Calculating the hydration free energies of organic molecules is a long-standing challenge in computational chemistry as inaccuracy and complexity are major issues. IET, a method for computer modelling of molecular solutions, recently outperformed existing methods in a proof-of-concept study. In its original form, however, IET does not allow accurate calculations of solvation thermodynamics across multiple classes of molecules. The EU-funded IETSOL (Calculation of pharmacokinetic properties of druglike molecules using integral equation theory) project aimed to develop a simpler and more accurate way to predict the hydration free energies using IET of molecular liquids. The method retains information about the solvent structure and estimates the solute chemical potential. Several fundamental breakthroughs increased the accuracy and applicability of 1D and 3D Reference Interaction Site Model (RISM). Scientists could accurately calculate the hydration thermodynamics of the drug-like molecules. An improved description of excluded volume effect was achieved by incorporating two free coefficients. Using the coefficients, the hydration free energies of the drug-like molecules could be calculated with an accuracy of about 1 kcal/mol. The project predicted intrinsic aqueous solubility of 25 crystalline drug-like molecules from different chemical classes with a good accuracy, (correlation coefficient R = 0.85). This is significantly more accurate than that achieved using implicit continuum solvent models. Finally, the relative binding thermodynamics of single-point mutants of a protein-peptide complex (the bovine chymosin-casein complex) was accurately calculated using molecular IET. The density distribution functions computed by molecular IET helped identify the experimentally observed water-binding sites on the surface of chymosin. Due to the importance of solvation and desolvation effects in biological systems, it is anticipated that the developed method will become very useful for biophysical and biomedical predictions.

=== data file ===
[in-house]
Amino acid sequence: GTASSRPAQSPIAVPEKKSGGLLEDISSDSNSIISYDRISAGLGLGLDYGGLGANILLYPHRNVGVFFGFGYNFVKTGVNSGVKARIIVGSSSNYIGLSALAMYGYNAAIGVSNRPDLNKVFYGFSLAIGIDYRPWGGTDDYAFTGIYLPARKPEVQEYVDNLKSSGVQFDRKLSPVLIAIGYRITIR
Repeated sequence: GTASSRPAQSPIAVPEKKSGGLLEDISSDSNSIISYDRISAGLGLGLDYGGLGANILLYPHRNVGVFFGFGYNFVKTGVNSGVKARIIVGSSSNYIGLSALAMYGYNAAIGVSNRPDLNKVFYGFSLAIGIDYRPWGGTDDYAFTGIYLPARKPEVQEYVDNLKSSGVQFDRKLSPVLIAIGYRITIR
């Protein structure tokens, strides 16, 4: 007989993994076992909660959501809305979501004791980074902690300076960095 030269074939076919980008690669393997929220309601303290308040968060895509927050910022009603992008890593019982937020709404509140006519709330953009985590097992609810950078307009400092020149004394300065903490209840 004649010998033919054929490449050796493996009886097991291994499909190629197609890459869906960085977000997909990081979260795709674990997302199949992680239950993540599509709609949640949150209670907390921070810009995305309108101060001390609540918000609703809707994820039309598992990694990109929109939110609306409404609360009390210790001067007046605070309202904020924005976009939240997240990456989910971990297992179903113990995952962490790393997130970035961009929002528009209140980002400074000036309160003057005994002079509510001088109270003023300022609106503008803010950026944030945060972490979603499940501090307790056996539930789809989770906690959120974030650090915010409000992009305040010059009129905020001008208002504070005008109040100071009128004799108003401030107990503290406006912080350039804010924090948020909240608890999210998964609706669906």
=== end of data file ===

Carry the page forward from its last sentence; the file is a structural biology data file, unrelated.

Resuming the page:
Predicting, pharmacokinetic, drug, hydration free energy, Integral Equation Theory